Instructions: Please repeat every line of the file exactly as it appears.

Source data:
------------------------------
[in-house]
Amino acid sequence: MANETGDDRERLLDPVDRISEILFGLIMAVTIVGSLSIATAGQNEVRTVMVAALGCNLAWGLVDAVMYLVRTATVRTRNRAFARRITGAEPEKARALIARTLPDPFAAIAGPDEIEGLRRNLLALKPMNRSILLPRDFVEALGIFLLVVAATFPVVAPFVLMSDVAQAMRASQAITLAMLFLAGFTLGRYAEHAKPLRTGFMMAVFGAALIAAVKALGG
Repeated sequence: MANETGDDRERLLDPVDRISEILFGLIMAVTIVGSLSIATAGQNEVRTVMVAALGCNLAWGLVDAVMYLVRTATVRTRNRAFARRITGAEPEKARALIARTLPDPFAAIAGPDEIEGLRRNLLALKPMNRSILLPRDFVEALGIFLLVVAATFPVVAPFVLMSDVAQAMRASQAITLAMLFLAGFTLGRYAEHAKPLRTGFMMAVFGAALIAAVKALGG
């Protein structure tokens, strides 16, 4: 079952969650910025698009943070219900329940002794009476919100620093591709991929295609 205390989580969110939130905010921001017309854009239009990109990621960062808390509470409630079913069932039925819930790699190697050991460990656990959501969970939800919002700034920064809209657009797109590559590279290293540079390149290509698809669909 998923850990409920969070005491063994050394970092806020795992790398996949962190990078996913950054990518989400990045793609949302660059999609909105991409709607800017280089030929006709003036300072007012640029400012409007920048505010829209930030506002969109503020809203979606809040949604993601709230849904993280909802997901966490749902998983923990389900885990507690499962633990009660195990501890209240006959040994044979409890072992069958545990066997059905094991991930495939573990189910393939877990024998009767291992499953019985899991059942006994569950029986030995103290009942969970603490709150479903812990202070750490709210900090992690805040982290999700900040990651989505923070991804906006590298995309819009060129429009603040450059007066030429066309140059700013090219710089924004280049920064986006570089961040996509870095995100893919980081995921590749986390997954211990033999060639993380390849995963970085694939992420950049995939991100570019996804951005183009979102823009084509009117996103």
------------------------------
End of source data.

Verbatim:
[in-house]
Amino acid sequence: MANETGDDRERLLDPVDRISEILFGLIMAVTIVGSLSIATAGQNEVRTVMVAALGCNLAWGLVDAVMYLVRTATVRTRNRAFARRITGAEPEKARALIARTLPDPFAAIAGPDEIEGLRRNLLALKPMNRSILLPRDFVEALGIFLLVVAATFPVVAPFVLMSDVAQAMRASQAITLAMLFLAGFTLGRYAEHAKPLRTGFMMAVFGAALIAAVKALGG
Repeated sequence: MANETGDDRERLLDPVDRISEILFGLIMAVTIVGSLSIATAGQNEVRTVMVAALGCNLAWGLVDAVMYLVRTATVRTRNRAFARRITGAEPEKARALIARTLPDPFAAIAGPDEIEGLRRNLLALKPMNRSILLPRDFVEALGIFLLVVAATFPVVAPFVLMSDVAQAMRASQAITLAMLFLAGFTLGRYAEHAKPLRTGFMMAVFGAALIAAVKALGG
């Protein structure tokens, strides 16, 4: 079952969650910025698009943070219900329940002794009476919100620093591709991929295609 205390989580969110939130905010921001017309854009239009990109990621960062808390509470409630079913069932039925819930790699190697050991460990656990959501969970939800919002700034920064809209657009797109590559590279290293540079390149290509698809669909 998923850990409920969070005491063994050394970092806020795992790398996949962190990078996913950054990518989400990045793609949302660059999609909105991409709607800017280089030929006709003036300072007012640029400012409007920048505010829209930030506002969109503020809203979606809040949604993601709230849904993280909802997901966490749902998983923990389900885990507690499962633990009660195990501890209240006959040994044979409890072992069958545990066997059905094991991930495939573990189910393939877990024998009767291992499953019985899991059942006994569950029986030995103290009942969970603490709150479903812990202070750490709210900090992690805040982290999700900040990651989505923070991804906006590298995309819009060129429009603040450059007066030429066309140059700013090219710089924004280049920064986006570089961040996509870095995100893919980081995921590749986390997954211990033999060639993380390849995963970085694939992420950049995939991100570019996804951005183009979102823009084509009117996103």